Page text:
Devices for ablation of stomach tissue for reducing acid secretion may include a wide range of gastric ablation probes. The gastric ablation probe is inserted into a stomach of a patient via a catheter. In general, the gastric ablation probe is sized for use with the stomach to provide contact or non-contact ablation of selected regions of the mucosal stomach lining. The ablation probe may take the form of an electrode or array of electrodes for transmission of radio frequency electrical current, an optical waveguide for delivery of laser energy, a microwave antenna, a cryogenic probe, an internally heated probe, or the like. In addition, in some embodiments, the ablation probe may include a fluid delivery port for delivery of fluids to the ablation site for enhanced conductivity or cooling. The ablation probe may further include at least one vacuum port to immobilize a region of the stomach lining for ablation. The ablation level and depth can be controlled to selectively ablate different tissue regions of the stomach and thereby achieve desired effects in inhibiting acid production.
In addition, a pH monitor, such as a monitor deployed esophageally, determines the amount of acid refluxing into the esophagus and the need for reduced acid secretion. The pH monitor is inserted to the esophagus by a catheter to gather pH data before and after ablation. The data may be compared to verify the success of the ablation procedure.
In comparison to known implementations for treatment of excess acid and GERD, various embodiments of the present invention may provide one or more advantages. For example, the invention avoids the need for highly invasive, surgical alteration or reconstruction of the stomach, as presented by fundoplication, as well as associated patient recovery times. In addition, the invention does not require the administration of medication with uncertain side effects and prolonged dosage requirements. Rather, the invention provides an ablation treatment that reduces stomach secretion by destroying acid-producing cells within the mucosal lining of the stomach.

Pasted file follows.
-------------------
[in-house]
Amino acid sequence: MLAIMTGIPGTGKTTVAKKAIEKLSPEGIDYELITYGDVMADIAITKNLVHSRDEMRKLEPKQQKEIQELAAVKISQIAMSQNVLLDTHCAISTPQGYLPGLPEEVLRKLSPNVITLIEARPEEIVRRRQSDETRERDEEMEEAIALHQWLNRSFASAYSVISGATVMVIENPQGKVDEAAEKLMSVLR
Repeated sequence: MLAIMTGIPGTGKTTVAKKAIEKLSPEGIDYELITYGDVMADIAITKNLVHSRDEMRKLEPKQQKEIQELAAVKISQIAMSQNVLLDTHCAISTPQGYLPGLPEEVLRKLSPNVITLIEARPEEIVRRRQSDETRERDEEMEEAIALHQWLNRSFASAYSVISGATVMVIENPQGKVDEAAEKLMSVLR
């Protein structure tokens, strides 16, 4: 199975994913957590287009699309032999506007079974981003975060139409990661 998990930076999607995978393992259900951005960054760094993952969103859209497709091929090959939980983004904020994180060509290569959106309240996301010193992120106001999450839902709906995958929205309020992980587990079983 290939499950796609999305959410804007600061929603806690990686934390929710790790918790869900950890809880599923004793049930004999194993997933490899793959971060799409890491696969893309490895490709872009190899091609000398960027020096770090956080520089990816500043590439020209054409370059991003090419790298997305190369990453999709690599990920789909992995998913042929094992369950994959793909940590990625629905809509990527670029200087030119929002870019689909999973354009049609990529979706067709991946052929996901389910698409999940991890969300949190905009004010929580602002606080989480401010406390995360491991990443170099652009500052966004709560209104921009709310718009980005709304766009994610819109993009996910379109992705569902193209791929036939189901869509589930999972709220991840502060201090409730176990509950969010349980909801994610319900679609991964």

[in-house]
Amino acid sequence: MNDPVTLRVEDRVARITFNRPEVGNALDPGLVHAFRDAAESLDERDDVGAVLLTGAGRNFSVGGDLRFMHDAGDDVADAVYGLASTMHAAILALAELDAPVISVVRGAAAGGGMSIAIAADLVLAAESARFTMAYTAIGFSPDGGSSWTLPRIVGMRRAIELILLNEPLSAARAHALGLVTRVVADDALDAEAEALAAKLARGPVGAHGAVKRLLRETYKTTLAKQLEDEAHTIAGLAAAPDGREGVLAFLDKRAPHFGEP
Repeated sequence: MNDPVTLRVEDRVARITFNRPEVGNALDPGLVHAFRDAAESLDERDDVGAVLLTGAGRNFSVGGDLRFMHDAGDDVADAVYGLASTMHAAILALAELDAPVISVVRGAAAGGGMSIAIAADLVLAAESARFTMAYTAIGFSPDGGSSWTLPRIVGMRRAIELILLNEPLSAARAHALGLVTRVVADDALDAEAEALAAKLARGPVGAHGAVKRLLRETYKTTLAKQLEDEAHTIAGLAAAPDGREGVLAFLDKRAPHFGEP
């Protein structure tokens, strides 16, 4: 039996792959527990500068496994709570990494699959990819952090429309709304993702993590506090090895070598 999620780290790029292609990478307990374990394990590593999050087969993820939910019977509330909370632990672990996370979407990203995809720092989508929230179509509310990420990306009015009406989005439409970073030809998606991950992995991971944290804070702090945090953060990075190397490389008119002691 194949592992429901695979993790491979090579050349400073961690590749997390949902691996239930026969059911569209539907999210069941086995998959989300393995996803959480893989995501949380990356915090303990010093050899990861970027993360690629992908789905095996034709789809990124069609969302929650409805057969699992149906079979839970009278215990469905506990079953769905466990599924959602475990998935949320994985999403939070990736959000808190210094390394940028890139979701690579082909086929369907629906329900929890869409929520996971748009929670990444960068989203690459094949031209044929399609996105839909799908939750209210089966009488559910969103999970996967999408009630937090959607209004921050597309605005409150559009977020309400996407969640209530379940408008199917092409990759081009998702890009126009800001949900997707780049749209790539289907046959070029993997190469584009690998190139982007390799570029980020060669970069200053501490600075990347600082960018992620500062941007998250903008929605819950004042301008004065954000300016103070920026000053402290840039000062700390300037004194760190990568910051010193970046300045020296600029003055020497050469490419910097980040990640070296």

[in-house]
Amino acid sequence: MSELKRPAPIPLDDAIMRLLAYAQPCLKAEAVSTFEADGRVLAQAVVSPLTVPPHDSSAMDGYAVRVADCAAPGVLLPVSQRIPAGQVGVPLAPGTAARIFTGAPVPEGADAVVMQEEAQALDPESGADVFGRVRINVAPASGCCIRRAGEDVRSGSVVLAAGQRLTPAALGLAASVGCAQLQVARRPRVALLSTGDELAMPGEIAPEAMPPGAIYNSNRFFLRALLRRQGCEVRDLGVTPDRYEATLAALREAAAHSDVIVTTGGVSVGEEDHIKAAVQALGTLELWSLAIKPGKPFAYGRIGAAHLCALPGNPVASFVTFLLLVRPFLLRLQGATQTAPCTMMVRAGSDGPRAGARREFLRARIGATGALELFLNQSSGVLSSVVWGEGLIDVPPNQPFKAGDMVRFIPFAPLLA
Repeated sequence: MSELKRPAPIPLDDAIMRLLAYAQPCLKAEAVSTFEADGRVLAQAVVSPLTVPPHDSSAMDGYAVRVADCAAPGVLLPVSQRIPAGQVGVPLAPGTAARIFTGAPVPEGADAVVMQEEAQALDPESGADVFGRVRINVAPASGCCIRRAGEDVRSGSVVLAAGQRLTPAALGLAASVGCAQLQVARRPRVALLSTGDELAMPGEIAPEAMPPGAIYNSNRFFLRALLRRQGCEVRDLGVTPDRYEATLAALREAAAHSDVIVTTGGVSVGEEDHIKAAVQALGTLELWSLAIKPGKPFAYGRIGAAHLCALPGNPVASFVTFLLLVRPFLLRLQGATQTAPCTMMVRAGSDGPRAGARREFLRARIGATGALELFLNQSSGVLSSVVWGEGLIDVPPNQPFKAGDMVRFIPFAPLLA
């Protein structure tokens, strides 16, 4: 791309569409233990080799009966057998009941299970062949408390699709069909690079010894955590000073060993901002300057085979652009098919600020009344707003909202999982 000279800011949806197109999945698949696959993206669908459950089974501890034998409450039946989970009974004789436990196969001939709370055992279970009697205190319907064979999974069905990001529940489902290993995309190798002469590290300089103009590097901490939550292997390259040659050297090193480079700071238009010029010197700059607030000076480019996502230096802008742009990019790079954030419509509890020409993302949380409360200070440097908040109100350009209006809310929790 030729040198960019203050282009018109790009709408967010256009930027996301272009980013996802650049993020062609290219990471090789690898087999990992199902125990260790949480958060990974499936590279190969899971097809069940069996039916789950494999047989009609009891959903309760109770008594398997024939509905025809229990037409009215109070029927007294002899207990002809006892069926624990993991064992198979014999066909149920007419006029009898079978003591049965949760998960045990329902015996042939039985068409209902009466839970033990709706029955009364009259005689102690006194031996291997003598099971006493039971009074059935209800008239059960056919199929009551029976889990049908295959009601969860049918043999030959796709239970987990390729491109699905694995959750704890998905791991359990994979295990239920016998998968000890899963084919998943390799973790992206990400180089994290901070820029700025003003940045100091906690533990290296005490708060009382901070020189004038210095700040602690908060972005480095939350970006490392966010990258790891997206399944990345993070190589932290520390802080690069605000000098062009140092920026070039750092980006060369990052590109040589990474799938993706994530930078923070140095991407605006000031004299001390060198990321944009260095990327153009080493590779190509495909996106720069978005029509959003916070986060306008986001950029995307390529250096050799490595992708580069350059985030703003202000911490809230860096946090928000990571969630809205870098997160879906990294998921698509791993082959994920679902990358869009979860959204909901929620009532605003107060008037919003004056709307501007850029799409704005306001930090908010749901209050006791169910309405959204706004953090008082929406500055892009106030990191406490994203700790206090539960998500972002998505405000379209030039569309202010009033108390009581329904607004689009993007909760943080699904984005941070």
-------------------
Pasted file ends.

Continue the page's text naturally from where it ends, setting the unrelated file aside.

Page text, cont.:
The above summary of the present invention is not intended to describe each embodiment or every embodiment of the present invention or each and every feature of the invention. Advantages and attainments, together with a more complete understanding of the invention, will become apparent and appreciated by referring to the following detailed description and claims taken in conjunction with the accompanying drawings.
BRIEF DESCRIPTION OF DRAWINGS
The details of one or more embodiments of the invention are set forth in the accompanying drawings and the description below. Other features, objects, and advantages of the invention will be apparent from the description and drawings, and from the claims.
FIG. 1 is a schematic diagram illustrating a tissue ablation system for ablating a mucosal lining of a stomach to reduce stomach acid secretion.
FIG. 2 illustrates an ablation probe comprising a plurality of flexible, electrically conductive filaments.
FIG. 3 illustrates an ablation probe comprising a flexible, helical or spiral wound conductive coil.
FIG. 4 illustrates an ablation probe comprising an electrode and a fluid delivery port.
FIG. 5 illustrates an ablation probe comprising a waveguide.
FIG. 6 is a diagram illustrating an ablation probe comprising a radio frequency ablation needle.
FIG. 7 is a side view illustrating an ablation probe comprising an array of vacuum ports to immobilize a portion of a mucosal lining of a stomach.
FIG. 8 is a side view illustrating an ablation probe comprising a porous balloon.
FIG. 9 is a diagram illustrating an ablation probe comprising a thermal balloon inflated to contact a circumferential surface of a mucosal lining of a stomach.
DETAILED DESCRIPTION OF THE PREFERRED EMBODIMENTS
FIG. 10 is a flow diagram illustrating a method for ablation of a mucosal lining of a stomach to reduce stomach acid secretion.
FIG. 1 is a schematic diagram illustrating a tissue ablation system for ablating a mucosal lining 16 of a stomach 12 to reduce stomach acid secretion. There are multiple targets for ablation within stomach 12, which may be accomplished by appropriate positioning of an ablation probe 26, and by appropriate selection of ablation parameters. Ablating mucosal lining 16 within stomach 12 may inhibit the production of acid by the stomach tissue. Inhibiting acid production reduces the total amount of stomach acid available to reflux into esophagus 18. In this way, inhibiting acid production may reduce the occurrence and severity of the symptoms of gastroesophageal reflux disease (GERD).
As shown in FIG. 1, the ablation system includes a flexible, elongated catheter 22 sized for introduction into stomach 12 via an esophagus 18 of a patient. The ablation system also includes an ablation source 20 to power ablation probe 26 via a conductor 24. Ablation source 20 may comprise at least one of a radio frequency, laser, ultrasonic, microwave, thermal, chemical, mechanical, and cryogenic source for use with an appropriate ablation probe. Some embodiments of ablation source 20 include a reference electrode (not shown) placed on or within the patient, e.g., on the lower back or abdomen.
Ablation probe 26 and conductor 24 are inserted into stomach 12 through catheter 22. Ablation probe 26 is sized to fit stomach 12 of the patient, and accordingly catheter 22 is sized to fit ablation probe 26. Ablation probe 26 may be flexible or curved to further conform to a shape of the interior stomach wall at the target region. As shown in FIG. 1, for example, ablation probe 26 is sized to conform to the shape of the antrum 14.